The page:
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Glutamatergic Inputs to the Monkey Subthalamic Nucleus: A Comparison of Relative Abundance, Synaptology and Functional Connectivity in Normal versus Parkinsonian Conditions.

Mathai, Abraham (2013)
Dissertation (152 pages)
Committee Chair / Thesis Adviser: Smith, Yoland
Committee Members: Wichmann, Thomas ; DeLong, Mahlon R ; Jaeger, Dieter ; Bolam, John Paul (Oxford University, UK);
Research Fields: Biology, Neuroscience; Biology, Anatomy; Biology, Physiology
Keywords: Parkinson's disease; basal ganglia; subthalamic nucleus; glutamate; cerebral cortex; thalamus; brain stem; movement disorders; electron microscopy; electrophysiology; MPTP; monkey
Program: Laney Graduate School, Biological and Biomedical Sciences (Neuroscience)
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Abnormal activity in the subthalamic nucleus (STN) has been linked to motor and non-motor abnormalities in Parkinson's disease. In addition to abundant GABAergic inputs from the external globus pallidus, the STN also receives significant glutamatergic afferents from the cerebral cortex, thalamus and brainstem. Although the sources of these excitatory afferents have been recognized, their pattern of synaptic connectivity and relative prevalence in normal and pathological conditions are unknown. Hence, we undertook an ultrastructural analysis of the abundance and synaptology of glutamatergic terminals in the STN of normal and 1-methyl-4-phenyl-1,2,3,6-tetrahydropyridine treated parkinsonian monkeys, using vesicular glutamate transporters 1 and 2 as markers of cortical (vGluT1) or sub-cortical (vGluT2) glutamatergic inputs. Because the STN is functionally divided into a "motor" sector and a "non-motor" territory, that receive inputs from different regions, the distribution and density of vGluT1- and vGluT2-positive terminals were compared between these two regions in normal and parkinsonian conditions. In the normal STN, vGluT1-positive terminals (~14,000/mm2) were more abundant than vGluT2-positive terminals (~10,300/mm2). vGluT1-immunoreactive terminals innervated dendritic spines (~30%) and dendritic shafts (~70%); whereas, vGluT2-immunoreactive terminals almost exclusively targeted dendritic shafts (~90%). The dendritic shaft innervation sites of both glutamatergic inputs were mostly situated on the distal parts of STN dendrites. Notably, we found that the relative density of both vGluT1- and vGluT2-positive terminals significantly decreased by almost half in parkinsonian monkeys compared with controls. Still, the innervation patterns of both vGluT1- and vGluT2-immunopositive inputs on STN dendritic trees were quite similar between the normal and parkinsonian states. No major differences were observed in the relative abundance and synaptology of these glutamatergic inputs between the motor and non-motor STN. Furthermore, preliminary electrophysiology data from 2 monkeys showed that fewer pallidal neurons responded to electrical stimulation of the internal capsule with the characteristic early excitation (<12ms) typically mediated by corticosubthalamic activation. These data suggest that partial degeneration of cortical inputs to the STN may affect transmission along the cortico-subthalamo-pallidal network in parkinsonism. Whether the loss of glutamatergic inputs to the STN in parkinsonism is a primary pathological phenomenon or a compensatory mechanism is unclear.

Table of Contents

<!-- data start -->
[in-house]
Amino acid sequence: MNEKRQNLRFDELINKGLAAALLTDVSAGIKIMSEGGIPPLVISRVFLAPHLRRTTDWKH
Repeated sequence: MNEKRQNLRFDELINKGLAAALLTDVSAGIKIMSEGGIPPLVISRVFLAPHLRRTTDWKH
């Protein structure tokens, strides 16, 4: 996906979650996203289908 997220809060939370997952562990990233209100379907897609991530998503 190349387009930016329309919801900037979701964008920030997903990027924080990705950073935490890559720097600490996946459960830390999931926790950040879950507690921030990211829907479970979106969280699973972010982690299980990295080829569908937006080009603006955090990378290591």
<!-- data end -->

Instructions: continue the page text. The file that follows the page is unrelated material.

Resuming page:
1. Introduction 1 -- 1.1. Functional Circuitry of the Basal Ganglia 1 -- 1.1.1. General Organization of the basal ganglia 1 -- 1.1.2. Basal ganglia circuits 2 -- 1.1.3. Parallel processing in the basal ganglia 3 -- 1.1.4. Regulation of basal ganglia function by dopamine: Implications in pathological conditions 6 -- 1.2. Organization of the STN 6 -- 1.2.1. Functional topography of the STN 7 -- 1.2.2. Morphology of STN neurons 9 -- 1.2.3. Glutamatergic afferents to the STN 10 -- 1.3. Pathophysiology of the STN in Parkinson's disease 16 -- 1.4. STN deep brain stimulation (DBS) as a treatment for Parkinson's disease 19 -- 1.5. Specific Aims 20 -- 1.5.1. Specific Aim 1 21 -- 1.5.2. Specific Aim 2 22 -- 2. Cortical Innervation of the Subthalamic Nucleus Decreases in Experimental Parkinsonism 23 -- 2.1. Introduction 23 -- 2.2. Methods 25 -- 2.2.1. Animals 25 -- 2.2.2. Induction of Parkinsonism 26 -- 2.2.3. Animal euthanasia and tissue fixation 27 -- 2.2.4. Anatomical Experiments 27 -- 2.2.5. TH immunostaining 35 -- 2.2.6. Electrophysiological Experiments 35 -- 2.3. Results 39 -- 2.3.1. State of Parkinsonian Motor Symptoms and Nigrostriatal Dopaminergic Pathology in MPTP-treated Monkeys 39 -- 2.3.2. Lack of vGluT1 and vGluT2 co-localization in the Monkey STN 42 -- 2.3.3. Changes in vGluT1-immunopositive innervation of the dorsolateral STN in MPTP-treated monkeys 45 -- 2.3.4. The pattern of innervation of STN neurons by vGluT1-positive terminals is unchanged between normal and parkinsonian monkeys 52 -- 2.3.5. Physiological impact of corticosubthalamic activation on pallidal neurons between normal and parkinsonian monkeys 56 -- 2.4. Discussion 60 -- 3. Loss of Motor and Non-motor Glutamatergic Inputs to the Subthalamic Nucleus in MPTP-treated parkinsonian monkeys 68 -- 3.1. Introduction 68 -- 3.2. Methods 70 -- 3.2.1. Animals 70 -- 3.2.2. Induction of Parkinsonism 70 -- 3.2.3. Animal euthanasia and tissue fixation 70 -- 3.2.4. Tissue processing 71 -- 3.2.5. STN volume measurements 71 -- 3.2.6. Double Immuno EM for vGluT1 and vGluT2 71 -- 3.2.7. Analysis of EM material 74 -- 3.2.8. TH immunostaining 75 -- 3.3. Results 75 -- 3.3.1. vGluT1 and vGluT2 co-localization in the monkey STN 75 -- 3.3.2. Relative abundance of vGluT1- and vGluT2-containing terminals in the 'motor' and 'non-motor' territories of the STN 76 -- 3.3.3. Dendritic innervation patterns of vGluT1- and vGluT2-containing terminals in the monkey STN 79 -- 3.3.4. Relative abundance and synaptology of vGluT1- and vGluT2-containing terminals in normal versus parkinsonian monkeys 85 -- 3.4. Discussion 93 -- 4. Conclusions and Future Directions 99 -- 4.1. Conclusions 99 -- 4.1.1. Both the motor and non-motor territories of the STN receive significant cortical and sub-cortical glutamatergic afferents 99 -- 4.1.2. Cortical and sub-cortical glutamatergic inputs innervate different parts of the dendritic tree of STN neurons 101 -- 4.1.3. Both cortical and sub-cortical glutamatergic inputs to the STN are partially lost in MPTP-treated parkinsonian monkeys 104 -- 4.1.4. Potential changes in the functional impact of the hyperdirect corticosubthalamic pathway upon pallidal neurons in parkinsonism 106 -- 4.2. Future Directions 110 -- 4.2.1. Role of the STN in non-motor functions of the basal ganglia 110 -- 4.2.2. Integration of functionally distinct information in the STN 111 -- 4.2.3. Influences of cortical versus sub-cortical glutamatergic afferents on activity of STN neurons 112 -- 4.2.4. Functions of the STN in basal ganglia mediated action selection programs 112 -- 4.2.5. Do glutamatergic inputs to the striatum and STN arise from single neurons within the cortex and/or thalamus in primates? 113 -- 4.2.6. Functional changes to corticosubthalamic and subcorticosubthalamic excitatory inputs in parkinsonism 113 -- 4.2.7. Plastic changes in response to the functional loss of glutamatergic inputs to the STN: Quantification of glutamate receptors on cortical and sub-cortical glutamatergic afferents to the STN 115 -- 4.2.8. Common pathological mechanisms affecting the integrity of glutamatergic afferents to the striatum and subthalamic nucleus in the dopamine-denervated state 116 -- 4.2.9. Impact of the loss of corticosubthalamic terminals on the efficacy of STN-DBS 117 -- 4.3. Concluding Remarks 117 -- 5. References 119